Global sharemarkets were cheered by a rebound in US home sales last month, but top US officials are grimly aware of the damage that the impending foreclosure debacle is about to unleash, both on the country’s housing market, and on its banking system.
Sheila Bair, who heads of the Federal Deposit Insurance Corp that guarantees bank deposits and who has consistently provided a realistic assessment of the problems facing US banks, warned that problems with foreclosures could undermine the housing market.
“I fear that the litigation generated by this issue could ultimately be very damaging to our housing markets, by prolonging those foreclosures that are necessary and justified,” she told a housing conference overnight. Her comments came as Bank of America conceded for the first time that it has uncovered some mistakes in foreclosure files, as it prepares to resubmit documents in more than 100,000 foreclosure cases.
The bank said it discovered errors in 10 to 25 of the first several hundred foreclosure cases it examined. These errors included improper paperwork, lack of signatures and missing files. In some cases, information about the property and payment history didn’t match. However, the bank emphasised that it hadn’t uncovered any evidence of wrongful foreclosures.
Even so, claims of innocence from the bankers are unlikely to prevent the foreclosure crisis from cascading.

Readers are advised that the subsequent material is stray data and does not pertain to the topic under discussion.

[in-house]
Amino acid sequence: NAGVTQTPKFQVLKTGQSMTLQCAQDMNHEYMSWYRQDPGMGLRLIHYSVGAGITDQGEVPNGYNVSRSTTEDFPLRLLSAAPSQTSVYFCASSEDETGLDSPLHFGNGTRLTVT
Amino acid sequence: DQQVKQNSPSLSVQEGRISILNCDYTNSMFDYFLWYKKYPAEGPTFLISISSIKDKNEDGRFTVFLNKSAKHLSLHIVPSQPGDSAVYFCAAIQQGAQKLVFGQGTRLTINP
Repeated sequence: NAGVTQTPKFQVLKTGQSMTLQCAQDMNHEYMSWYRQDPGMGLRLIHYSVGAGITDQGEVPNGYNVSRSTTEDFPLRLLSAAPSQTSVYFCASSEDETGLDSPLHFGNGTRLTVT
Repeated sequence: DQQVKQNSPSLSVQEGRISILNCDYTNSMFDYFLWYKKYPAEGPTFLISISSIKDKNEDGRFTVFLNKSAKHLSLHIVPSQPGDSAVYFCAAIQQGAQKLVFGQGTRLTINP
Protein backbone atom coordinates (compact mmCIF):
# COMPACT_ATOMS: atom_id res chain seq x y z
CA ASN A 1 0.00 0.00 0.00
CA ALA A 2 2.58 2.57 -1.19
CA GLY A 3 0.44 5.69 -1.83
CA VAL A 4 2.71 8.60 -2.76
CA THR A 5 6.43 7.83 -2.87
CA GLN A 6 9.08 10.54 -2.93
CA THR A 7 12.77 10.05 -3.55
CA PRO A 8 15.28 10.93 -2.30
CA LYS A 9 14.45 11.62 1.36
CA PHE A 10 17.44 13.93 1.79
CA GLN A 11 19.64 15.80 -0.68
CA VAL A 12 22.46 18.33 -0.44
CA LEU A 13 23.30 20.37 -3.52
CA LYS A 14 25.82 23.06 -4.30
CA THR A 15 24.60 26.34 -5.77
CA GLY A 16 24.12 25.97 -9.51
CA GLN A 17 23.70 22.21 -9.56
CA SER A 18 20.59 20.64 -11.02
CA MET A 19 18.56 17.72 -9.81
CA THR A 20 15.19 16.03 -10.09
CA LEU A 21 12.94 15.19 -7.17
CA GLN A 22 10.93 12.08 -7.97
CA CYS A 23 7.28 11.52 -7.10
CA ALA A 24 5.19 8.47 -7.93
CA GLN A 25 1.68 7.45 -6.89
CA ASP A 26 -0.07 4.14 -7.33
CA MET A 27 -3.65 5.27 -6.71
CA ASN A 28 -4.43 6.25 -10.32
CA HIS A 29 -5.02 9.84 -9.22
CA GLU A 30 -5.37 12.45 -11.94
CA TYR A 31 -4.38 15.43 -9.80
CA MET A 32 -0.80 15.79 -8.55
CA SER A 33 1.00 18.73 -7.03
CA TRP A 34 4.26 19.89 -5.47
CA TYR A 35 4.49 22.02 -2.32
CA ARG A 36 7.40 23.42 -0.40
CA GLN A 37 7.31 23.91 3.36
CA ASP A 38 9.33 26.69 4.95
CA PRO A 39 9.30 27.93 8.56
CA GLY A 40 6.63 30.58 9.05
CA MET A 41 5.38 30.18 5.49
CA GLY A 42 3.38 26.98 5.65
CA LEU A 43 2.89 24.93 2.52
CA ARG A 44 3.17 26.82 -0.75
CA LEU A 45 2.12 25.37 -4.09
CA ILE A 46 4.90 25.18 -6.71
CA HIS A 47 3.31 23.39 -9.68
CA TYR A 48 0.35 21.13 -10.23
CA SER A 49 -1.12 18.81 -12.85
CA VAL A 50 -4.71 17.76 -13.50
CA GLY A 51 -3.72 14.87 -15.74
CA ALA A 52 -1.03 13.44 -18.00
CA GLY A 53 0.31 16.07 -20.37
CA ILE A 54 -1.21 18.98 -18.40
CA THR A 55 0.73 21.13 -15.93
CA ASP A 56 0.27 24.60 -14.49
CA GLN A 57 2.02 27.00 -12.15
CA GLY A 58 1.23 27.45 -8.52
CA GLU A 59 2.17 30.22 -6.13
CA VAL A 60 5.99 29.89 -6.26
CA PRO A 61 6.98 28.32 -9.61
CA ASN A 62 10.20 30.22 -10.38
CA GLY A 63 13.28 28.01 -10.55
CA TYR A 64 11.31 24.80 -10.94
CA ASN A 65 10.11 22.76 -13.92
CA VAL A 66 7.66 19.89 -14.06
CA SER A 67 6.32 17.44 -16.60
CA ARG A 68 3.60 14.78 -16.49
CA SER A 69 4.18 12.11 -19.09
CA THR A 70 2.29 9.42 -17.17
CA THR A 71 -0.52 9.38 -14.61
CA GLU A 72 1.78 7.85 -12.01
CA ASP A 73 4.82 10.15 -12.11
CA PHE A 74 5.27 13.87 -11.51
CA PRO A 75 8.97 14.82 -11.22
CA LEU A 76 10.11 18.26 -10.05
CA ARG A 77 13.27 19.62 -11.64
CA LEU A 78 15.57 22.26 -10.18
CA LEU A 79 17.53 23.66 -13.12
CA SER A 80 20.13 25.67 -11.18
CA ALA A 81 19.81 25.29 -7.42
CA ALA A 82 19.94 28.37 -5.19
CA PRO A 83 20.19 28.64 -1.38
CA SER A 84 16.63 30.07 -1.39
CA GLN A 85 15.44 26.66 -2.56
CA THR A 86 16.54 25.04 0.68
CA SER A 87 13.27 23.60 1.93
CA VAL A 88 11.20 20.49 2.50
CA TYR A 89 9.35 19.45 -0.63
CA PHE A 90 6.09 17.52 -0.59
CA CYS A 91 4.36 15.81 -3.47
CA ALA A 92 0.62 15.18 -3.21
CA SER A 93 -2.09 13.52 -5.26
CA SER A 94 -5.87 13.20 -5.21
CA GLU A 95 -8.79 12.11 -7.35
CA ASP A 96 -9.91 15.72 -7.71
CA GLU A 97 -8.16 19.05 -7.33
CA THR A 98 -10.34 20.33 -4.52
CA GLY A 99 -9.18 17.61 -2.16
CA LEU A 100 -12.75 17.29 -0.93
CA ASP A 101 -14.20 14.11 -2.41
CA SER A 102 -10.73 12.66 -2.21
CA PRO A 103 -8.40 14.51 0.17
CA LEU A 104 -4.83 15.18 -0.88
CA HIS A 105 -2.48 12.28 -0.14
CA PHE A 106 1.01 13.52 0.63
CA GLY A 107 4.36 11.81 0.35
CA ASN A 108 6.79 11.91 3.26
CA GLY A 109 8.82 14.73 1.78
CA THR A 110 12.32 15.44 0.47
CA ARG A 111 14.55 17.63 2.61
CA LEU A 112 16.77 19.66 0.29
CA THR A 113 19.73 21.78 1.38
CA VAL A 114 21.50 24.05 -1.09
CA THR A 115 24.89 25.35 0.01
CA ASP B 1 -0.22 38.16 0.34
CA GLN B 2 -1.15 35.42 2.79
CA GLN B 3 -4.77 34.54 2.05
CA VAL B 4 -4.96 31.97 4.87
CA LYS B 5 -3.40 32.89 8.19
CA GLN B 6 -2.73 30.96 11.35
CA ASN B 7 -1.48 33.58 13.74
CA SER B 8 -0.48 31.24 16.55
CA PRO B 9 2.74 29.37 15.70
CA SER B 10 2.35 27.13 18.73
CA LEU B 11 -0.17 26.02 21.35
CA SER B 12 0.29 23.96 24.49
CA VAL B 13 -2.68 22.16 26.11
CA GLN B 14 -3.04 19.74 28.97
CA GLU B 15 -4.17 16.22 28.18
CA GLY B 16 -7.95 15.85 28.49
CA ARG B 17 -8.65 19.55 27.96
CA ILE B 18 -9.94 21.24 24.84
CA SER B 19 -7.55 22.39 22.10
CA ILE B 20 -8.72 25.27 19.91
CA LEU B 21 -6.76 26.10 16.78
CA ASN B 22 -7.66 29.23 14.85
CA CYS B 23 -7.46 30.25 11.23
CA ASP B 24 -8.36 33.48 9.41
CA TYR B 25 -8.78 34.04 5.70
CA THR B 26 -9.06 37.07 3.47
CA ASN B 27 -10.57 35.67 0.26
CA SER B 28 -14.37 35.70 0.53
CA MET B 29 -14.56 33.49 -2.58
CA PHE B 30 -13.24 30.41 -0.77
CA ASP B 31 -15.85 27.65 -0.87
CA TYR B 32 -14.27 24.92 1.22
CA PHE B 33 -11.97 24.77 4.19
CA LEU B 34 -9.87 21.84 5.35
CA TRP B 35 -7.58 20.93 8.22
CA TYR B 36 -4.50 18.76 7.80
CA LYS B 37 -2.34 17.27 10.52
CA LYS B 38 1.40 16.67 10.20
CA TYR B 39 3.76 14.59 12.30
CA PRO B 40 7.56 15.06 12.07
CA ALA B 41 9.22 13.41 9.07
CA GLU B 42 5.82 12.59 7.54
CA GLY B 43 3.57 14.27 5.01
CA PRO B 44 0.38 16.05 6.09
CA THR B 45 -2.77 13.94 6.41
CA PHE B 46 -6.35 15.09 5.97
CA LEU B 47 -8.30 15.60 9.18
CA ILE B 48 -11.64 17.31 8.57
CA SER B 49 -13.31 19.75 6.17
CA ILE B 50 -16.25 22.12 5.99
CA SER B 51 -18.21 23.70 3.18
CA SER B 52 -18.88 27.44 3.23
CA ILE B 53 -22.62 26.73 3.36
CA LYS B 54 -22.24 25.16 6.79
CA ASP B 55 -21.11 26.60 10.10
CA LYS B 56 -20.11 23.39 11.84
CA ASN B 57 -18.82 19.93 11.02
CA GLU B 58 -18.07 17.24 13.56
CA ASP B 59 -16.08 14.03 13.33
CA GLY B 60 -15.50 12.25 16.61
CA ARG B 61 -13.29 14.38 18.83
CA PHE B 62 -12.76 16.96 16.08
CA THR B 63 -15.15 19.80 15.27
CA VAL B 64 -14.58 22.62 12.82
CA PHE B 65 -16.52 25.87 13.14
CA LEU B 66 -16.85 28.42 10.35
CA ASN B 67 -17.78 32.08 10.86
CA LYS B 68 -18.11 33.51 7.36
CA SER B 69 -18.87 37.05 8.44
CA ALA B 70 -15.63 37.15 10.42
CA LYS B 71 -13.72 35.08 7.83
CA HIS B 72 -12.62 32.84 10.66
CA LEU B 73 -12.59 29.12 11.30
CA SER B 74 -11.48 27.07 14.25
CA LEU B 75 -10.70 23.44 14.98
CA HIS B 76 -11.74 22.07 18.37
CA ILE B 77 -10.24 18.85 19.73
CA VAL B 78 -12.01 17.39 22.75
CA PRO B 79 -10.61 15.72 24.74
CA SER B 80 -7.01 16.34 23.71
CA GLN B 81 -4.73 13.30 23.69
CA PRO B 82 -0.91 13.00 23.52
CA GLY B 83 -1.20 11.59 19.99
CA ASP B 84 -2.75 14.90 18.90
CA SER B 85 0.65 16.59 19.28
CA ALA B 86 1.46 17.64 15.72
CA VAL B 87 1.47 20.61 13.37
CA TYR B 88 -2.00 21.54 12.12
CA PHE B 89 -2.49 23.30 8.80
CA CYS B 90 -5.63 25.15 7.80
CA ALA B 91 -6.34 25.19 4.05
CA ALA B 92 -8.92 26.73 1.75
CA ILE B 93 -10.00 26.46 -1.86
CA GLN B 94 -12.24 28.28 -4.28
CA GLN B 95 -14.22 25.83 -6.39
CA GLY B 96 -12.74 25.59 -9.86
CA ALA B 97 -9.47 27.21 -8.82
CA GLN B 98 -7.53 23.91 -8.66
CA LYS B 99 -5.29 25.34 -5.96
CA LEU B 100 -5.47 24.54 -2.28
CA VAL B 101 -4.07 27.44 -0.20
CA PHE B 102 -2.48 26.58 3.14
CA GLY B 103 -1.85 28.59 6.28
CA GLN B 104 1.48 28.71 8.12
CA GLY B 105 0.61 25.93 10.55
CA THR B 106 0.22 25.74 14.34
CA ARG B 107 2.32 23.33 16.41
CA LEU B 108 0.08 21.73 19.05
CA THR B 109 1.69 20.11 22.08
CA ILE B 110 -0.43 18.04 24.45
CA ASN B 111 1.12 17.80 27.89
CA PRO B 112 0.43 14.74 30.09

Already, attorneys general in all 50 US states have launched an investigation into whether lenders rushed through foreclosures, using ‘robo-signers’ to approve large numbers of foreclosure documents without reading them closely.
At the same time, the fact that investors who bought mortgage-backed securities are preparing legal action to force banks to repurchase hundreds of billions of dollars of loans at face value, is raising fears that the balance sheets of the big US banks could be ravaged by massive write-downs.
Even worse, there are fears that the US banking system could be slugged with even greater losses if the foreclosure crisis, along with the legal action surrounding mortgage-backed securities, causes the backlog of distressed properties to swell, putting further pressure on housing prices.
A further 10% decline in US house prices could push the market to a major tipping point, as it would mean that more than half of all US borrowers were underwater on their home loans.
Top US officials are extremely aware of the fragility of this crucial market. Ben Bernanke, head of the US Federal Reserve, told the same housing conference that “more than 20% of borrowers owe more than their home is worth, and an additional 33% have equity cushions of 10% or less, putting them at risk should house prices decline much further”.
Bernanke said that Fed officials, along with other bank regulators, were examining the policies and procedures of US banks “seeking to determine whether systematic weaknesses are leading to improper foreclosures”. He added that the results of this preliminary review were expected next month.
But he appeared deeply pessimistic about the outlook for the US housing market, pointing out that “with housing markets still weak, high levels of mortgage distress may well persist for some time to come”.
*This article originally appeared on Business Spectator